4. Saves Repair and Operational Costs
We get it. Sending your fleet vehicle or equipment for service at a repair shop can be pretty expensive. But having a fleet mechanic can help you cut those costs.
Regular preventive maintenance can help identify and remedy any minor vehicle issues (like an oil change). This reduces the total costs, as minor vehicle repair during routine maintenance is cheaper than an emergency fix.
Here’s a sample situation:
Your mechanic detects an engine oil leak during a routine inspection. Fixing an oil leak is far more affordable than replacing the entire engine — small oil leaks can cause severe engine damage if left unattended.
Ultimately, preventive maintenance saves you time and ensures your fleet remains operational.
Now, let’s look at the different types of fleet mechanics you can recruit.
What Are the Types of Fleet Mechanics?
When you own various vehicles and machinery in your fleet, sometimes you need a specialized mechanic for a specific vehicle or piece of machinery. As such, the fleet mechanic job description will vary based on expected responsibilities and experience.
Here are some job description examples:
1. Diesel Mechanic
A diesel mechanic specializes in diesel engine maintenance — such as on trailers and heavy equipment (like construction equipment).
Typical tasks and duties of a diesel mechanic include:
- Performing regular maintenance and repair on diesel engine vehicles and equipment
- Conducting diagnostic tests on vehicles to detect any issues with the components
- Identifying any underlying or apparent problems found in the vehicle
2. Truck Mechanic
A truck mechanic is a skilled mechanic responsible for repairing and conducting preventative maintenance on the mechanical parts of a truck. They may work on a diesel or petrol-powered truck.
Their work includes servicing the engine, wheels, brakes, and accelerator. Becoming a truck mechanic is challenging because of the physical demands and skill sets needed.
3. Fleet Maintenance Technician
A fleet maintenance technician is expected to have the ability to perform basic mechanical repair and preventive maintenance work on the vehicle.
These maintenance tasks include:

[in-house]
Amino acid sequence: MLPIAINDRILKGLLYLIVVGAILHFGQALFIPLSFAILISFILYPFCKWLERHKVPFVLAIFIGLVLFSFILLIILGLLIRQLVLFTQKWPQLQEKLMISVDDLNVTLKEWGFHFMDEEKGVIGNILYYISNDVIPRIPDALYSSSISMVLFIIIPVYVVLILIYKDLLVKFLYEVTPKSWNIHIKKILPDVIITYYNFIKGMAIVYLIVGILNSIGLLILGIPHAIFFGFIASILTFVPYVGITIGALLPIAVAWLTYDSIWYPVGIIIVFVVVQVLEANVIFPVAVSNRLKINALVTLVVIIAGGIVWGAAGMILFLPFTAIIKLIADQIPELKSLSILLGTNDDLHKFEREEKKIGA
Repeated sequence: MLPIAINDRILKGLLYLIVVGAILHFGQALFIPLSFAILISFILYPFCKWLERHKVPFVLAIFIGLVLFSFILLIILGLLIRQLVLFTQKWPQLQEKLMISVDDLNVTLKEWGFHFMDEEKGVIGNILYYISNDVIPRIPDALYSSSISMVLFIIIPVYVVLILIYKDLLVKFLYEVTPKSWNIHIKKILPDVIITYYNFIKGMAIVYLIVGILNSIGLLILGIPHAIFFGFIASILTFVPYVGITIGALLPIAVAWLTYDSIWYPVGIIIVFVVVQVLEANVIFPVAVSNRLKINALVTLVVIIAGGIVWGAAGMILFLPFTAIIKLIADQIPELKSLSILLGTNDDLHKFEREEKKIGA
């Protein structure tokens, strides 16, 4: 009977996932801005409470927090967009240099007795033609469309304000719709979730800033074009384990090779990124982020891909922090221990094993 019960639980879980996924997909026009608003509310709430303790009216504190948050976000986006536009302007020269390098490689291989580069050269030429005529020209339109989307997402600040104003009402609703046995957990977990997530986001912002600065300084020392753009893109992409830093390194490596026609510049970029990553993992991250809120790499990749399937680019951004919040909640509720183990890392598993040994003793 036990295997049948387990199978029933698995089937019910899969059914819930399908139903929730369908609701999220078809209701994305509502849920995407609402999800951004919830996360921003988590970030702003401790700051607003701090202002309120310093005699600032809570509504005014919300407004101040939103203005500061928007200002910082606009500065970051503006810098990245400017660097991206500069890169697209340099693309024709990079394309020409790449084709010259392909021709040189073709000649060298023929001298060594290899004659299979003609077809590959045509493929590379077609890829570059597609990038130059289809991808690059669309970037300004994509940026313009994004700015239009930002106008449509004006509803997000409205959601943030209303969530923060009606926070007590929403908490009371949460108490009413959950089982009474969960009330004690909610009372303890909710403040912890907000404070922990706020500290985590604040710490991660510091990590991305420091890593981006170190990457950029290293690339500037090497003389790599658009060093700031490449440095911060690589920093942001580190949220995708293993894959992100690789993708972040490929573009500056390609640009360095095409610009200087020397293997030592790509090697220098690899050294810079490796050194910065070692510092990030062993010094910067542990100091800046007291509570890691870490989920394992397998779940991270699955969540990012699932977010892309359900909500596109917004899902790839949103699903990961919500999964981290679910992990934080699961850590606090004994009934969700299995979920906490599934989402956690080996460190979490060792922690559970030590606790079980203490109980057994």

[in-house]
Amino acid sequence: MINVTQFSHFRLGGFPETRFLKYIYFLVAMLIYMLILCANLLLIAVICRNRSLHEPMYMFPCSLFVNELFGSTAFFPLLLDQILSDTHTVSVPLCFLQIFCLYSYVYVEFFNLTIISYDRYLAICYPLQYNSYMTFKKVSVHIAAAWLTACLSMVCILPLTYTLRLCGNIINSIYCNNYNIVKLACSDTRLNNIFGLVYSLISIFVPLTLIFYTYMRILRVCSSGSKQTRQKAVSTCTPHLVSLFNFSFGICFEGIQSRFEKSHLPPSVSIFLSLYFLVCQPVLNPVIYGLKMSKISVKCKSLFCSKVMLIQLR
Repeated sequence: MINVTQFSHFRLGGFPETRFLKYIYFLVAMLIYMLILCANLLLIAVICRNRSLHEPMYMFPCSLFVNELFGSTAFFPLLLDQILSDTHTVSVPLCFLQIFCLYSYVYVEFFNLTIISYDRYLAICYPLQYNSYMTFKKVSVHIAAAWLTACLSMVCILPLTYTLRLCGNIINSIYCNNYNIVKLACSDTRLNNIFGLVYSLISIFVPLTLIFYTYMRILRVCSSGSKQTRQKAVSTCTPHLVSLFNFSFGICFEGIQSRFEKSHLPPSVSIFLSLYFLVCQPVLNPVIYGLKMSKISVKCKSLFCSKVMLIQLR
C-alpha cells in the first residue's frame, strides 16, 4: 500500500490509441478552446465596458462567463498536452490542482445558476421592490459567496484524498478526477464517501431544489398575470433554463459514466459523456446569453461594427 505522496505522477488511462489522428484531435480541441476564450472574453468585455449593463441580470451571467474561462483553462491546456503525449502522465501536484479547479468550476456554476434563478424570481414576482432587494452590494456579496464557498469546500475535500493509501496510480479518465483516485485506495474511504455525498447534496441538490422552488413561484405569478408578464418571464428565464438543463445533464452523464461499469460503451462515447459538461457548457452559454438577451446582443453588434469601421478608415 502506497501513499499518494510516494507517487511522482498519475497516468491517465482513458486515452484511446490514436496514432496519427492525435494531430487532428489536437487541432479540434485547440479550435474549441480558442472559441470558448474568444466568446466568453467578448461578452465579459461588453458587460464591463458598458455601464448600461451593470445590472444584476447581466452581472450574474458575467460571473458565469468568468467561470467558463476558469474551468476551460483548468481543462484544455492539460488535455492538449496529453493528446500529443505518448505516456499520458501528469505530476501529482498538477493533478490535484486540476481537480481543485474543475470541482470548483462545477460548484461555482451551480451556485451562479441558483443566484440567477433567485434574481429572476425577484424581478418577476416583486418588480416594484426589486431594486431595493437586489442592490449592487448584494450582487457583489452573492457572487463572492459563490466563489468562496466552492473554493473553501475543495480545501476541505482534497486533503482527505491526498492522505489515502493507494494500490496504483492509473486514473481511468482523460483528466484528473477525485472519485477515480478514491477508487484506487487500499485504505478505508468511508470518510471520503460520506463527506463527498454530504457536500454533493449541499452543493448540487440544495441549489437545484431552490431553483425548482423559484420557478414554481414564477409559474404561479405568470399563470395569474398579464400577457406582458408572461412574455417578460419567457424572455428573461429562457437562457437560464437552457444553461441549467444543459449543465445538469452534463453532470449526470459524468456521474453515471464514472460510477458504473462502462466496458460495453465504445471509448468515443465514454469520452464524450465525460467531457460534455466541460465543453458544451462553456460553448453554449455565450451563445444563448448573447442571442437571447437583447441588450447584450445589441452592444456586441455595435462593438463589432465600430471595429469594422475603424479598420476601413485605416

- Making oil changes
- Replacing vehicle filters (cabin filter, air filter, oil filter, etc.)
- Checking all fluid levels (coolant, engine oil, power steering fluid, etc.)
- Applying lubricants to moving parts of any fleet vehicle or mechanical equipment (wheel bearings, crankshaft, etc.)
They also inspect, repair, and replace standard parts of engines and moving components.
4. Small Engine Mechanic
A small engine mechanic handles maintenance inspections, services, and necessary repairs on small motorized equipment. Such mechanics usually specialize in one type of equipment.
Examples of small engines are:
- Outdoor mechanical equipment
5. Fleet Manager
A fleet manager or fleet supervisor directs and manages all tasks related to company-owned vehicles. They’re in charge of a company’s fleet management to help the business run smoothly and accordingly. A fleet supervisor is often responsible for ordering new equipment and tools when their mechanics need them.
Performing regular maintenance and vehicle repair can drastically improve the performance of your fleet. Getting a fleet mechanic to check on your vehicles will ensure that your business will always run smoothly.
Looking for a mobile fleet mechanic with experience?
Contact AutoNation Mobile Service today!
We provide mobile fleet mechanic services to take care of any maintenance your fleet requires — whether it’s an oil change or more complex mechanical repair. Our mechanics are equipped with all the tools and equipment needed. For automotive service excellence, contact us, and we’ll send our expert mechanics to attend to your fleet.